What Is Tennis Elbow?
Tennis elbow is a condition that produces severe, burning pain over the bone at the side of the elbow. The medical term for tennis elbow is lateral epicondylitis. The pain results from inflammation of the tendon that attaches muscle to the bony projection (called the epicondyle) on the outside of the elbow.
Symptoms Tennis Elbow
Tennis elbow usually begins with mild pain and can worsen over time. The pain is worsened by pressing on the affected area, by lifting objects particularly with extension of the wrist. Using a screwdriver can worsen the injury and cause pain. In advanced cases, even simple movements of the elbow joint can produce pain.
Suggestions For Managing Tennis Elbow
Treatment goals include pain relief and prevention of symptom recurrence. Initial treatments may include application of ice packs to the elbow and use of anti-inflammatory medications (such as ibuprofen) for pain relief. Later, braces or wrist splints may be recommended along with range of motion exercises and other forms of physical therapy, such as osteopathy, myotherapy and remedial massage for tightness in the wrist extensors.
Corticosteroid injections in the elbow area can be beneficial in more serious cases of tennis elbow. When performing activities that put the elbow at risk, a tennis elbow strap can often be helpful to prevent re-injury.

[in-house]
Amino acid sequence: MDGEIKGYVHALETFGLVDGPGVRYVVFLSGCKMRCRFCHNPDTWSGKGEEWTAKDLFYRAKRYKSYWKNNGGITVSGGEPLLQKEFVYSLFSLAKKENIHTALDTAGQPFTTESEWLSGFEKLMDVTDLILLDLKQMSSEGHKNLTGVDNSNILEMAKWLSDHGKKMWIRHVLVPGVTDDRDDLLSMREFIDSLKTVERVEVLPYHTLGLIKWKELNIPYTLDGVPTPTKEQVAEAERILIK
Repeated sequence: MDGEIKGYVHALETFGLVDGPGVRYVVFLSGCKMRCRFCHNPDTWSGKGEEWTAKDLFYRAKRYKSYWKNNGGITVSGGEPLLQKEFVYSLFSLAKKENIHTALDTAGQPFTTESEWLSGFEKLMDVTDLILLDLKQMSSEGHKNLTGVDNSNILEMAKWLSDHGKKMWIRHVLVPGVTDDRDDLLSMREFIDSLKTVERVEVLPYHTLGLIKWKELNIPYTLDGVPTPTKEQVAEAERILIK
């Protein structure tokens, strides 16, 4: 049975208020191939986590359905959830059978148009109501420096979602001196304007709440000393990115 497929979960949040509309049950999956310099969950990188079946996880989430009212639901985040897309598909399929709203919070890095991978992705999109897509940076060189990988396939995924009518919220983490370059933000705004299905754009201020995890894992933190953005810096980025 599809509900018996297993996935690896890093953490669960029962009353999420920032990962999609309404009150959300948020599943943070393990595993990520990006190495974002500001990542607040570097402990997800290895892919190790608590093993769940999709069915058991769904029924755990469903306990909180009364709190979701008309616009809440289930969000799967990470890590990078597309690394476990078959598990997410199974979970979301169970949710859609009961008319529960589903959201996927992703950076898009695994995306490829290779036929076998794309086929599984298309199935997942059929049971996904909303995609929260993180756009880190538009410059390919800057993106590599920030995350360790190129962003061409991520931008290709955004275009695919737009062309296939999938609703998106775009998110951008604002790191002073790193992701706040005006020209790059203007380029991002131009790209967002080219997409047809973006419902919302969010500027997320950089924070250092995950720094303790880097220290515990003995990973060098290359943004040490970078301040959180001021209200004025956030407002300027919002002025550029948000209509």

Your practitioner at Premier Health Partners is trained to determine the most appropriate form of treatment that is tailored specifically for you.
Tennis Elbow Treatment Options
Osteopathy is a “whole body” system of manual therapy which uses a range of techniques to manage musculo-skeletal disorders and other functional disorders of the body. This form of treatment was developed in America in the 1870s by Dr Andrew Taylor Still and has progressed in development to be widely scientifically validated and utilised around the world.
Myotherapy is the evidence based assessment, management and rehabilitation of musculoskeletal pain and associated conditions. Myotherapy targets the soft tissue of the body, namely muscle groups and connective tissue (myofascia), to help reduce pain, improve muscle function and increase joint range of motion. They also provide education on a range of postural complaints, functional movement and corrective exercise.